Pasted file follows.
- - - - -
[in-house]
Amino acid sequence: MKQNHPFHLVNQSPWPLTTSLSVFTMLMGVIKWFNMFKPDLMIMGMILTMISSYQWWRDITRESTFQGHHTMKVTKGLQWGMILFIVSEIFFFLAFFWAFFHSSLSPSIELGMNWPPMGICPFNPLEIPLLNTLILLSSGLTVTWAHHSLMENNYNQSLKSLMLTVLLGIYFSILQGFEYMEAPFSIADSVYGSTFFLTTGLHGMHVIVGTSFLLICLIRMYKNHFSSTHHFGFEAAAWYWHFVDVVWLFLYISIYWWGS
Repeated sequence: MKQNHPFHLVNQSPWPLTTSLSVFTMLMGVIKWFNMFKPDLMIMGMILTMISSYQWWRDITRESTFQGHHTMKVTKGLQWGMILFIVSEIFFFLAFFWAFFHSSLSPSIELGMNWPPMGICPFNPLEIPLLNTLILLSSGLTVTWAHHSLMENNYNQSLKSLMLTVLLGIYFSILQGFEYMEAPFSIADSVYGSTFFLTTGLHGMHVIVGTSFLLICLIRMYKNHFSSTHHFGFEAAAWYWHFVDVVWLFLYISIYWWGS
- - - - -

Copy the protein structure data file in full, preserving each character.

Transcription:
[in-house]
Amino acid sequence: MKQNHPFHLVNQSPWPLTTSLSVFTMLMGVIKWFNMFKPDLMIMGMILTMISSYQWWRDITRESTFQGHHTMKVTKGLQWGMILFIVSEIFFFLAFFWAFFHSSLSPSIELGMNWPPMGICPFNPLEIPLLNTLILLSSGLTVTWAHHSLMENNYNQSLKSLMLTVLLGIYFSILQGFEYMEAPFSIADSVYGSTFFLTTGLHGMHVIVGTSFLLICLIRMYKNHFSSTHHFGFEAAAWYWHFVDVVWLFLYISIYWWGS
Repeated sequence: MKQNHPFHLVNQSPWPLTTSLSVFTMLMGVIKWFNMFKPDLMIMGMILTMISSYQWWRDITRESTFQGHHTMKVTKGLQWGMILFIVSEIFFFLAFFWAFFHSSLSPSIELGMNWPPMGICPFNPLEIPLLNTLILLSSGLTVTWAHHSLMENNYNQSLKSLMLTVLLGIYFSILQGFEYMEAPFSIADSVYGSTFFLTTGLHGMHVIVGTSFLLICLIRMYKNHFSSTHHFGFEAAAWYWHFVDVVWLFLYISIYWWGS